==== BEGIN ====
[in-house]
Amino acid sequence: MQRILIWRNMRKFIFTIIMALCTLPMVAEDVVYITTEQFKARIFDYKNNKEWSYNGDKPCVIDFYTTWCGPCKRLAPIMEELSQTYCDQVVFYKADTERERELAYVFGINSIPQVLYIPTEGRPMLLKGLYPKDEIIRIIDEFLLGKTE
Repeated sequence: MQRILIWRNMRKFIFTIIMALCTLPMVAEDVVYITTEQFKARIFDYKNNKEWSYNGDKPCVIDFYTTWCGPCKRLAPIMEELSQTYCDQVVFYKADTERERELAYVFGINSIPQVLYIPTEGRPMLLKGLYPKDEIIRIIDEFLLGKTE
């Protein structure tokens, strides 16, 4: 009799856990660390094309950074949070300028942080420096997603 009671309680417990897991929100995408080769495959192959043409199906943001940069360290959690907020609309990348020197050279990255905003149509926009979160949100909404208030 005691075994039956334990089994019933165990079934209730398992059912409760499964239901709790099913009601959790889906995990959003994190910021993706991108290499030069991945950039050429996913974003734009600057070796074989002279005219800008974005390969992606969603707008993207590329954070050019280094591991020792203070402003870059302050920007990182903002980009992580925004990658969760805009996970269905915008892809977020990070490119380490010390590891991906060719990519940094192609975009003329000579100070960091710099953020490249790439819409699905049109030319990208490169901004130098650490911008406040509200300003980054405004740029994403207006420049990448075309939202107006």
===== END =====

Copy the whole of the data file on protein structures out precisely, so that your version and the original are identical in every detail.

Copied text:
[in-house]
Amino acid sequence: MQRILIWRNMRKFIFTIIMALCTLPMVAEDVVYITTEQFKARIFDYKNNKEWSYNGDKPCVIDFYTTWCGPCKRLAPIMEELSQTYCDQVVFYKADTERERELAYVFGINSIPQVLYIPTEGRPMLLKGLYPKDEIIRIIDEFLLGKTE
Repeated sequence: MQRILIWRNMRKFIFTIIMALCTLPMVAEDVVYITTEQFKARIFDYKNNKEWSYNGDKPCVIDFYTTWCGPCKRLAPIMEELSQTYCDQVVFYKADTERERELAYVFGINSIPQVLYIPTEGRPMLLKGLYPKDEIIRIIDEFLLGKTE
């Protein structure tokens, strides 16, 4: 009799856990660390094309950074949070300028942080420096997603 009671309680417990897991929100995408080769495959192959043409199906943001940069360290959690907020609309990348020197050279990255905003149509926009979160949100909404208030 005691075994039956334990089994019933165990079934209730398992059912409760499964239901709790099913009601959790889906995990959003994190910021993706991108290499030069991945950039050429996913974003734009600057070796074989002279005219800008974005390969992606969603707008993207590329954070050019280094591991020792203070402003870059302050920007990182903002980009992580925004990658969760805009996970269905915008892809977020990070490119380490010390590891991906060719990519940094192609975009003329000579100070960091710099953020490249790439819409699905049109030319990208490169901004130098650490911008406040509200300003980054405004740029994403207006420049990448075309939202107006």